John Bulloch Souter (1890-1972)
|Artist Name||John Bulloch Souter (1890-1972)|
|Title||The Pink Bonnet - Portrait of the Artist's Wife - Christian Grace Reid|
|Description||This gorgeous Scottish 1930's soft focus and sensual pastel oil painting is by noted artist John Bulloch Souter. It was painted in 1931 and the sitter is the artist's beautiful wife, Christian Grace Reid. It is a head and shoulders profile portrait with the sitter turning her head to the artist/viewer with a little smile. She is wearing a pale pink silk blouse and a wide lace brimmed pink hat, her dark curls visible under the hat. Souter has perfectly captured the different textures of her clothing and her facial details are just lovely. This is an excellent example of one of our favourite artist's work and wouldn't be out of place in Kelvingrove Gallery in Glasgow.
Signed and dated upper right.
|Size||18 x 24 inches|
|Frame||Housed in a fine period frame, 32 inches by 24 inches and in good condition.|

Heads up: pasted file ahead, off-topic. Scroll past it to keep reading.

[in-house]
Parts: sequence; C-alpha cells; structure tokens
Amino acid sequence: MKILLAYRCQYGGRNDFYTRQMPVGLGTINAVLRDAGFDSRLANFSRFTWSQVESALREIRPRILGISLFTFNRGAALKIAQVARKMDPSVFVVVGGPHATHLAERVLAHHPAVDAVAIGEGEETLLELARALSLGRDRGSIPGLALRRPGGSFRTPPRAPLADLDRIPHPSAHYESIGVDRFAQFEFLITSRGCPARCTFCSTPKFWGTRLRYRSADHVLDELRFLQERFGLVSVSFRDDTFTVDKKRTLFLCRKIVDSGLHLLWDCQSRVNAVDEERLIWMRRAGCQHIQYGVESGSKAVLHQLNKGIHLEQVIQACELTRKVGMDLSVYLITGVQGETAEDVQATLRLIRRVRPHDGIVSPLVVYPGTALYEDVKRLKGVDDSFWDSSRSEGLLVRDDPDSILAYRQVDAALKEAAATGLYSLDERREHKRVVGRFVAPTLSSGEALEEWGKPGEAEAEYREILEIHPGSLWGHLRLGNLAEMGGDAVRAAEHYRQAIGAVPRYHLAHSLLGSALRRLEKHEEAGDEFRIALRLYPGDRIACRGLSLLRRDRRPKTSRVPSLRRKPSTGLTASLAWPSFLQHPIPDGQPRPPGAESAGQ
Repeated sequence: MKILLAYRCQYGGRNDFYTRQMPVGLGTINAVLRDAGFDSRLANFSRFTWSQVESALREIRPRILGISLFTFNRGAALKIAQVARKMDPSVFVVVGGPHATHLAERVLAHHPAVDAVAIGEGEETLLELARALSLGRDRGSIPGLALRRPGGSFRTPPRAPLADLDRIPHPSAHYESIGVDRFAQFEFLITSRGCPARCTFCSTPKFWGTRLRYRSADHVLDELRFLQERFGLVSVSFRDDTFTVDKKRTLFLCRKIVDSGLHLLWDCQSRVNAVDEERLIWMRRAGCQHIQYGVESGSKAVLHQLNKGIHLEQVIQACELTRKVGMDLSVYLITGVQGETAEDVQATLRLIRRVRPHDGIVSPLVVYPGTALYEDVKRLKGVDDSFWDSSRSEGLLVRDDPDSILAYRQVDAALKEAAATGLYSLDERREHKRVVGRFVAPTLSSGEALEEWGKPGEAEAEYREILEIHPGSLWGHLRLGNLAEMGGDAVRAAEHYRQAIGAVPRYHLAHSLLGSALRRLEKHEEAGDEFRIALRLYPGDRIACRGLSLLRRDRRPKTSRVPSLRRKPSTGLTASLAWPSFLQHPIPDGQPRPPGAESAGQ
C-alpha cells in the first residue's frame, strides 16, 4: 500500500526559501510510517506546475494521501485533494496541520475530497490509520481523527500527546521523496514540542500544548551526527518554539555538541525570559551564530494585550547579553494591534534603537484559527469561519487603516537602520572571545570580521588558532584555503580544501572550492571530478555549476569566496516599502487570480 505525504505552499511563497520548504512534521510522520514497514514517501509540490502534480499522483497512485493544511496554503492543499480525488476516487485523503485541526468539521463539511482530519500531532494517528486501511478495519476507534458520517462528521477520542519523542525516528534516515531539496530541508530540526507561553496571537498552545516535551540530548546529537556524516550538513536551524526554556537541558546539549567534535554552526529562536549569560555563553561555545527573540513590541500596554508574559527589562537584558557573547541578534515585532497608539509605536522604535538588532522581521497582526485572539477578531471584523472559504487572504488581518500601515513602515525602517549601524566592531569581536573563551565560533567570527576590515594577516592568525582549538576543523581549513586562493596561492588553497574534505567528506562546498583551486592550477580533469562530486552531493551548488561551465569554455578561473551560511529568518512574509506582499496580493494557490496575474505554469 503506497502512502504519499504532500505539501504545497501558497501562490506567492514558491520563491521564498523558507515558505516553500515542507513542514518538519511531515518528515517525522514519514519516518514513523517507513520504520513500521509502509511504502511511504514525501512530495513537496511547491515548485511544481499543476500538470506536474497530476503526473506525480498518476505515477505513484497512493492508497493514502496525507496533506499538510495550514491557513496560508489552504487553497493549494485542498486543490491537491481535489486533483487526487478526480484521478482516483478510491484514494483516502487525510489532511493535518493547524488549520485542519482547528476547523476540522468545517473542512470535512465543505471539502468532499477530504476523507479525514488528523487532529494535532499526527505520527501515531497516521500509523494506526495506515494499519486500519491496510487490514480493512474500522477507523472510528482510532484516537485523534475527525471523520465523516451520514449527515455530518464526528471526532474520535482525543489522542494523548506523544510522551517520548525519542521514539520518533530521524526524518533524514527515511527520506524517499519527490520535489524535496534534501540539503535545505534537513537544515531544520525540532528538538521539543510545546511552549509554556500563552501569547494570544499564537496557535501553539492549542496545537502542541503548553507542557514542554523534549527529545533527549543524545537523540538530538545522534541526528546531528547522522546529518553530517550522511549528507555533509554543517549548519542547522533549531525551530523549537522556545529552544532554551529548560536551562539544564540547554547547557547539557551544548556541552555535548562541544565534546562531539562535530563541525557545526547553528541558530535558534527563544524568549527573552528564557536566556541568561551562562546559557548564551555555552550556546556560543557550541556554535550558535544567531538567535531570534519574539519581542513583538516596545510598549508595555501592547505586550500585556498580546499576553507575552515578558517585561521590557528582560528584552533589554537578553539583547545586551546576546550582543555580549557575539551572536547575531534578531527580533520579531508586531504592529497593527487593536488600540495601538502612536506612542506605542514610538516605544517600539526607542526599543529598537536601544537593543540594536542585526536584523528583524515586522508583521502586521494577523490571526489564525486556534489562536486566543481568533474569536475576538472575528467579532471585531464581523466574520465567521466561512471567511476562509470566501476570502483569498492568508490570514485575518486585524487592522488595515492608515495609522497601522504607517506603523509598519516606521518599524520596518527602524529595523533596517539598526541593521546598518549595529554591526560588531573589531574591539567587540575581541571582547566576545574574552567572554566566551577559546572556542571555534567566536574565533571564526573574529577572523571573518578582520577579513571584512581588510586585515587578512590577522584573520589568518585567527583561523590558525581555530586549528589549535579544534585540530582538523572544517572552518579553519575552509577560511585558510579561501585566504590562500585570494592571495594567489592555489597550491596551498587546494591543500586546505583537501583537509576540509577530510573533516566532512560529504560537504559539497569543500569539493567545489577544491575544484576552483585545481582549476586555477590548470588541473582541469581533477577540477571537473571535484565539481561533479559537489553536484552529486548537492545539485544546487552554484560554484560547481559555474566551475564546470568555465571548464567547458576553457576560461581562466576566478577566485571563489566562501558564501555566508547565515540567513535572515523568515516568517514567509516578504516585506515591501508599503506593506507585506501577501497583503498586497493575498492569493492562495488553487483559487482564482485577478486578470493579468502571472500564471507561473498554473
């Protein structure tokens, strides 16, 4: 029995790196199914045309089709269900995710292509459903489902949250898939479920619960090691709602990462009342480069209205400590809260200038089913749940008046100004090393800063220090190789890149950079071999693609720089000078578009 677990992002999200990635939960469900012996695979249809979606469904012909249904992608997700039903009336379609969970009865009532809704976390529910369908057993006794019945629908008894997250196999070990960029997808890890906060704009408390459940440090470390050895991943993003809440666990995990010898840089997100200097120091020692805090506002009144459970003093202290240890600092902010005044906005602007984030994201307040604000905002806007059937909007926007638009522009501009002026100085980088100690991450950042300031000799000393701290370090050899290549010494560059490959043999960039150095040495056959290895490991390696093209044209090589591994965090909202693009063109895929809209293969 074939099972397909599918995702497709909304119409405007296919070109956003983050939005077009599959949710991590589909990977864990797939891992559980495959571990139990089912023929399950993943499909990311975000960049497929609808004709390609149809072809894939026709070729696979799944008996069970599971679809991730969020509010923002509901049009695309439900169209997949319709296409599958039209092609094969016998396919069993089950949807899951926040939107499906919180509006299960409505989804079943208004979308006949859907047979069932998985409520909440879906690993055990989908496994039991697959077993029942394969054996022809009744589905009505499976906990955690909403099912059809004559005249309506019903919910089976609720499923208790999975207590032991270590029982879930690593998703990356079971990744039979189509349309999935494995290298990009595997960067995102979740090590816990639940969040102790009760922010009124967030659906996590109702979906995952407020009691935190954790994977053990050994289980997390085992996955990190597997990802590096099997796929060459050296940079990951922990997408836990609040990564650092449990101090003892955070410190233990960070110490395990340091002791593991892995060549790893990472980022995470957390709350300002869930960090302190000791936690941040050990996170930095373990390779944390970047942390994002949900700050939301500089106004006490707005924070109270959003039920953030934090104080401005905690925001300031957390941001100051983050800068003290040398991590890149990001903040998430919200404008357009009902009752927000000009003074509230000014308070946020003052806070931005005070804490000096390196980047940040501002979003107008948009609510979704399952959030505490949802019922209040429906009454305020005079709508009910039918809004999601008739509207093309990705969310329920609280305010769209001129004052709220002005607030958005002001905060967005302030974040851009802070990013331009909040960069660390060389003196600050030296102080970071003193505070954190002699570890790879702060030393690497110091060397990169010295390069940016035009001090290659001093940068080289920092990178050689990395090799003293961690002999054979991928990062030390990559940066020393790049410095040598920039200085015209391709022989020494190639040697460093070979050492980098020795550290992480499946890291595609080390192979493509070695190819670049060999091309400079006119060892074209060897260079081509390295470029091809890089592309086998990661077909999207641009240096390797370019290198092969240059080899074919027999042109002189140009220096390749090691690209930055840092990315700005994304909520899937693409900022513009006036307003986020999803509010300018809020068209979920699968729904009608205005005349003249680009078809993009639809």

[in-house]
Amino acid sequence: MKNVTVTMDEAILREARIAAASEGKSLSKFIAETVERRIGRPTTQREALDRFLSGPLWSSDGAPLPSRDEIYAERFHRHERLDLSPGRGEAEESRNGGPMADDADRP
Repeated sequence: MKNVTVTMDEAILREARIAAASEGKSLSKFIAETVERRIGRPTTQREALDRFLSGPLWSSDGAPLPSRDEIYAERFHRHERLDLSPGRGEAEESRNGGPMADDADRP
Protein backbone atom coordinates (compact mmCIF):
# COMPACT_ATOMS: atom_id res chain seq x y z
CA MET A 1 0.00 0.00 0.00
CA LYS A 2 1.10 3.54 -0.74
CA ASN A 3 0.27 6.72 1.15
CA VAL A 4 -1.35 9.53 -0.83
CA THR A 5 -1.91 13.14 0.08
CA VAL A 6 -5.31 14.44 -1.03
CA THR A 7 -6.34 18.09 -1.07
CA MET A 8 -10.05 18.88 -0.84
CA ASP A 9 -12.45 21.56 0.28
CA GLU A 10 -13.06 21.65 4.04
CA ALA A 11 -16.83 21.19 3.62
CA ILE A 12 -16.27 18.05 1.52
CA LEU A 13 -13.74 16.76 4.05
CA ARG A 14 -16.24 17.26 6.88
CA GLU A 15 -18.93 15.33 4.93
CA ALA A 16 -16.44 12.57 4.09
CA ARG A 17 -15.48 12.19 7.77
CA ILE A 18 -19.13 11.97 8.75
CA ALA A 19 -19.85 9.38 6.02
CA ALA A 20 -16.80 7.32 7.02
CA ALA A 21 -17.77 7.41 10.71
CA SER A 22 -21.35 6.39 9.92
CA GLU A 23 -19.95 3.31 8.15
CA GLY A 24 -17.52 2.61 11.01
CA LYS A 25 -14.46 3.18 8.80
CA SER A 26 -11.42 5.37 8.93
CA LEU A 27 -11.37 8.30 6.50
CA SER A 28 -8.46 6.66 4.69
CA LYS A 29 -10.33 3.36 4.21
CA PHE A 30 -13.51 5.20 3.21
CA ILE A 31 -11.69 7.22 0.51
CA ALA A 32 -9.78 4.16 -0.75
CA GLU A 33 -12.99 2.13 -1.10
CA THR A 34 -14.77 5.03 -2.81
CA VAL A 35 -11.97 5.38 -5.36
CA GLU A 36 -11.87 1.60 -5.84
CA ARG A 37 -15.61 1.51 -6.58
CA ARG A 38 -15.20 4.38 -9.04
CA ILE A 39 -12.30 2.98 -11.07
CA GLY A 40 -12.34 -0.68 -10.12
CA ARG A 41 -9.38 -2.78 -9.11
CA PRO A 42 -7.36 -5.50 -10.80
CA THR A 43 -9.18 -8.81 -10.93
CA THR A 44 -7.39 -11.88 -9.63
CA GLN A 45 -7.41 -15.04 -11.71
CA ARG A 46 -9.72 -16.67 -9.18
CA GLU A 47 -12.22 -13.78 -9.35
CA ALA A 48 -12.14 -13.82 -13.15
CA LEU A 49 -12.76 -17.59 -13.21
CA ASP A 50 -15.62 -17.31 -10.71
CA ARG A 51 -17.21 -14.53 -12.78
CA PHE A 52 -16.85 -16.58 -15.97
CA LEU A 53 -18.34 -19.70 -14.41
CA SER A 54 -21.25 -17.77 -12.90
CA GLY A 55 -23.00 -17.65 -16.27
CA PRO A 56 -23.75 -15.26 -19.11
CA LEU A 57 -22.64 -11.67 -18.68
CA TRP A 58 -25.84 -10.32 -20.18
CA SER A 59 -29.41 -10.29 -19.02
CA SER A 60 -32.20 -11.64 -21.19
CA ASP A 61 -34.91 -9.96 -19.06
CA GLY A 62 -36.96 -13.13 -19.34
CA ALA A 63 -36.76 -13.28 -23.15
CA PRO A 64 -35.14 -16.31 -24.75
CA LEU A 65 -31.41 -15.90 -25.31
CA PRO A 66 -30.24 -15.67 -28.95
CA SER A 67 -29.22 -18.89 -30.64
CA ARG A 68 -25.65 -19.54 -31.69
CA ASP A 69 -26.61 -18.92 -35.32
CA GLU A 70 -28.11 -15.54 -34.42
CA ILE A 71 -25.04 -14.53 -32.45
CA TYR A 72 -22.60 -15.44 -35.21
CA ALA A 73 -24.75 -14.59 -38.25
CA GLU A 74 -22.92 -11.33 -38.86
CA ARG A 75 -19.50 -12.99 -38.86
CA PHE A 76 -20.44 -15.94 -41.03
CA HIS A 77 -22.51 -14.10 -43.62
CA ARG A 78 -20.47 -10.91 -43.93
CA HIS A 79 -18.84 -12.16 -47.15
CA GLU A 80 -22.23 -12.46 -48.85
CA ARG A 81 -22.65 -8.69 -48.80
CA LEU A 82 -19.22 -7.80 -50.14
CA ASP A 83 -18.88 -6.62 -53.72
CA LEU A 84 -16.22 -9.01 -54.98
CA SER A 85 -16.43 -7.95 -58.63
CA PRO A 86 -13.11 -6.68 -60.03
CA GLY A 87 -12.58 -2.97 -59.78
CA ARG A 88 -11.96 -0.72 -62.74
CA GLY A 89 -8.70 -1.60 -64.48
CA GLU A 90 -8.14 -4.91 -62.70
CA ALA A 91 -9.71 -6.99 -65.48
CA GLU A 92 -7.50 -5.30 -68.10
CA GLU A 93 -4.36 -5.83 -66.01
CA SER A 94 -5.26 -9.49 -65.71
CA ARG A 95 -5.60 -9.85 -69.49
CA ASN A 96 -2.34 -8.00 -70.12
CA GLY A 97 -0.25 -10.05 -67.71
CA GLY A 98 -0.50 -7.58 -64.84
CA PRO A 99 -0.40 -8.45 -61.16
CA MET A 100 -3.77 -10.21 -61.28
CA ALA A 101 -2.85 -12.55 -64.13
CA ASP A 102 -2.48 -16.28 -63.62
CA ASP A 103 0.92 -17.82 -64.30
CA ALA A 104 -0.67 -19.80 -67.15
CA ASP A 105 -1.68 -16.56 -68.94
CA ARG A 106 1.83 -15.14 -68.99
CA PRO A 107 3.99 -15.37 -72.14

|Biography||John "Jack" Bulloch Souter (1890-1972), also known as J.B. Souter, was a Scottish painter, sculptor, and illustrator, best known for his Jazz Age-themed work The Breakdown. Souter was born in Aberdeen, Scotland where he studied at Gray’s School of Art. A travelling scholarship allowed him to visit the continent, where he was much impressed by Velasquez, Chardin and Vermeer. After serving in the Royal Medical Corps during World War I, he soon married Christian Grace Reid and moved to London. It was during this post-war period that he made his name as a portrait painter; his subjects included such personalities as Ivor Novello, Gladys Cooper and Fay Compton. He exhibited at Redfern Gallery, the Fine Art Society, Royal Scottish Academy and the Royal Academy where his notorious painting The Breakdown was shown in 1926 and then removed due to pressure from the Colonial Office and destroyed by the artist. During World War II he worked in the Censorship Department as a translator whilst also restoring paintings at Windsor Castle. In 1952, he retired to Aberdeen where ten years later, despite his failing eyesight, he drew upon his earlier sketches to reconstruct his original work The Breakdown nearly thirty years after its destruction. Souter remained in Aberdeen until his death in 1972.|